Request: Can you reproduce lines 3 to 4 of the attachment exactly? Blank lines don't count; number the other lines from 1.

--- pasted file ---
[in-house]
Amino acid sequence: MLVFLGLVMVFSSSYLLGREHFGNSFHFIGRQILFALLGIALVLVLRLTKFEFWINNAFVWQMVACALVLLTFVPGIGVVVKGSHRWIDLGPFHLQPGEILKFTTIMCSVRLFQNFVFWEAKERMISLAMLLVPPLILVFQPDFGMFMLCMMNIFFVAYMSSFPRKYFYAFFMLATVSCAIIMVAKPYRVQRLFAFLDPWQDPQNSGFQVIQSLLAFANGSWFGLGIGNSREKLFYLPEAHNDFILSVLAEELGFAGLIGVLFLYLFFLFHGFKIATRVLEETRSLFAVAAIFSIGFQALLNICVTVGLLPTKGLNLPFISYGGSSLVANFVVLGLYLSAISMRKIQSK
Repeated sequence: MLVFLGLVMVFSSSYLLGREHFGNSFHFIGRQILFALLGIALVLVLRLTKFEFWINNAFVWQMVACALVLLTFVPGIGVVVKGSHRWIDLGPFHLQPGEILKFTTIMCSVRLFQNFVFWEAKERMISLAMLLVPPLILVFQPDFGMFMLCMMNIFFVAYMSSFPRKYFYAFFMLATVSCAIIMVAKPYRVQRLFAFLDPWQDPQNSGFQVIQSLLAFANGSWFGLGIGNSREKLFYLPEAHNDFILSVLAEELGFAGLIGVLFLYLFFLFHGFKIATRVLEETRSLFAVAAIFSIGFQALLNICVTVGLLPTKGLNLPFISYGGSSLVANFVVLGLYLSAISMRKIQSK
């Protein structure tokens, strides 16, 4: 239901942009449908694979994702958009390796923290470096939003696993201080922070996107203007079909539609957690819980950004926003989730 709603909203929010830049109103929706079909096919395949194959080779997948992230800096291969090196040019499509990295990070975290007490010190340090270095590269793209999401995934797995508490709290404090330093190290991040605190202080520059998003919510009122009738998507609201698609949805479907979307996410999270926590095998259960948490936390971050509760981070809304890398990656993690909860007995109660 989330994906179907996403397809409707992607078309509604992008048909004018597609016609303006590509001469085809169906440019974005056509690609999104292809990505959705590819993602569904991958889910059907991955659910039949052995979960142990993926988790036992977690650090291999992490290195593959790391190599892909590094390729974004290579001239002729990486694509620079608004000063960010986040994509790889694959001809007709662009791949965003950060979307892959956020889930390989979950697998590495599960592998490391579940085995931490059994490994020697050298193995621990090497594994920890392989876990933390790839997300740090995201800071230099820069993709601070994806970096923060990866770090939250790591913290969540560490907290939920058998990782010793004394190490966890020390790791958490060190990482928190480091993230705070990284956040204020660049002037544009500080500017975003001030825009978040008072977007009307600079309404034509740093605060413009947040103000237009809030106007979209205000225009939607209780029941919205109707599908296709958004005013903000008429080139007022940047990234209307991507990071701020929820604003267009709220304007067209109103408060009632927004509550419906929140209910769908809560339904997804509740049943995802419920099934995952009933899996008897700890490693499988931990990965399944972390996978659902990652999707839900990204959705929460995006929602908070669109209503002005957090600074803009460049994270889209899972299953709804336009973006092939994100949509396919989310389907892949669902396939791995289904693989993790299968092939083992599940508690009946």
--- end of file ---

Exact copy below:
Repeated sequence: MLVFLGLVMVFSSSYLLGREHFGNSFHFIGRQILFALLGIALVLVLRLTKFEFWINNAFVWQMVACALVLLTFVPGIGVVVKGSHRWIDLGPFHLQPGEILKFTTIMCSVRLFQNFVFWEAKERMISLAMLLVPPLILVFQPDFGMFMLCMMNIFFVAYMSSFPRKYFYAFFMLATVSCAIIMVAKPYRVQRLFAFLDPWQDPQNSGFQVIQSLLAFANGSWFGLGIGNSREKLFYLPEAHNDFILSVLAEELGFAGLIGVLFLYLFFLFHGFKIATRVLEETRSLFAVAAIFSIGFQALLNICVTVGLLPTKGLNLPFISYGGSSLVANFVVLGLYLSAISMRKIQSK
């Protein structure tokens, strides 16, 4: 239901942009449908694979994702958009390796923290470096939003696993201080922070996107203007079909539609957690819980950004926003989730 709603909203929010830049109103929706079909096919395949194959080779997948992230800096291969090196040019499509990295990070975290007490010190340090270095590269793209999401995934797995508490709290404090330093190290991040605190202080520059998003919510009122009738998507609201698609949805479907979307996410999270926590095998259960948490936390971050509760981070809304890398990656993690909860007995109660 989330994906179907996403397809409707992607078309509604992008048909004018597609016609303006590509001469085809169906440019974005056509690609999104292809990505959705590819993602569904991958889910059907991955659910039949052995979960142990993926988790036992977690650090291999992490290195593959790391190599892909590094390729974004290579001239002729990486694509620079608004000063960010986040994509790889694959001809007709662009791949965003950060979307892959956020889930390989979950697998590495599960592998490391579940085995931490059994490994020697050298193995621990090497594994920890392989876990933390790839997300740090995201800071230099820069993709601070994806970096923060990866770090939250790591913290969540560490907290939920058998990782010793004394190490966890020390790791958490060190990482928190480091993230705070990284956040204020660049002037544009500080500017975003001030825009978040008072977007009307600079309404034509740093605060413009947040103000237009809030106007979209205000225009939607209780029941919205109707599908296709958004005013903000008429080139007022940047990234209307991507990071701020929820604003267009709220304007067209109103408060009632927004509550419906929140209910769908809560339904997804509740049943995802419920099934995952009933899996008897700890490693499988931990990965399944972390996978659902990652999707839900990204959705929460995006929602908070669109209503002005957090600074803009460049994270889209899972299953709804336009973006092939994100949509396919989310389907892949669902396939791995289904693989993790299968092939083992599940508690009946």